Thurman’s spirituality was grounded not only in the beauties of the black experience, but grounded as well in the terrors of the black experience, as only someone living in Florida and Georgia could know them in 1915 and 1920 and 1930. At the same time, it was a spirituality that says: “And knowing all that, I also know that all human beings are one.”
This kind of strange combination of spiritual truth with hard political social truth led one young man in the 1930s to say this about Howard Thurman: “I’m disappointed in him. We thought we had found our Moses. And he turns out to be a mystic.” That’s the spirituality that gets people all riled up.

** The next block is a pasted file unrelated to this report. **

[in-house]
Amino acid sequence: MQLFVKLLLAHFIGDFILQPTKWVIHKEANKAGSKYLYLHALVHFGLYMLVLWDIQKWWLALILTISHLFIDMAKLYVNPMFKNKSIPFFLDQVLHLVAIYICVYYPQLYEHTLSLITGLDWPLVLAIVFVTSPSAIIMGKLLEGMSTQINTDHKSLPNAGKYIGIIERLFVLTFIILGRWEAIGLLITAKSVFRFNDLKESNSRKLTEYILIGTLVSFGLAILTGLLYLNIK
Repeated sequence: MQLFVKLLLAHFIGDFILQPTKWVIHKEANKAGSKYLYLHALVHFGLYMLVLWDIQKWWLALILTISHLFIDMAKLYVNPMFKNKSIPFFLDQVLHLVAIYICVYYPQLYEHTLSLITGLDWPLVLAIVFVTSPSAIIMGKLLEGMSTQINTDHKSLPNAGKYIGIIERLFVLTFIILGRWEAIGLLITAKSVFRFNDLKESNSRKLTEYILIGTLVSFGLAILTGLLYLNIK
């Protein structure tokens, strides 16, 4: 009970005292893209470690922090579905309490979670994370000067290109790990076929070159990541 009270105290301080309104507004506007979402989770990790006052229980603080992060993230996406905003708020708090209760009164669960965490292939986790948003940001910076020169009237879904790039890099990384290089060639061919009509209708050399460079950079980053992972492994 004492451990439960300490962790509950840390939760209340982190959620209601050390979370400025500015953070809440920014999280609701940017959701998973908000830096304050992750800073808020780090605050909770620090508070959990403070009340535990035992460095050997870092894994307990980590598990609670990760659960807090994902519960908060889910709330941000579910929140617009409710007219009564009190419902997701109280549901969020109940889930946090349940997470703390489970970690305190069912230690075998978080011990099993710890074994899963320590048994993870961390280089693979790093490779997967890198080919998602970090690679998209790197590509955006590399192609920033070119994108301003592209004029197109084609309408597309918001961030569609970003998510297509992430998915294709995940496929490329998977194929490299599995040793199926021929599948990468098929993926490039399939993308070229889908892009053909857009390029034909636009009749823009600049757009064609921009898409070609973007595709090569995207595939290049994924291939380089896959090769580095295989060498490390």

A friend once said to me, “Suicide leaves behind nothing but miserable people blaming themselves.” My psychiatrist, a wise eighty-seven-year-old woman who has been practicing six days a week for more than forty years, told me, “Think of the example it sets. For your children.” That remains the most compelling argument I’ve heard against suicide: it sets an example — for one’s children, of course, but for others too. It isn’t that we want people to “tough it out.” It isn’t that we think the suicide has acted out of moral weakness. It’s that, when we look at the people we knew who committed suicide, they were often the very people we most appreciated having around. We need more of those people, not fewer. The bad weather of depression can and does change. The argument for awaiting such a change presupposes that life is worth living for its own sake, which I think is the deeper point Camus was trying to make. As far as we know, life is the only game in town.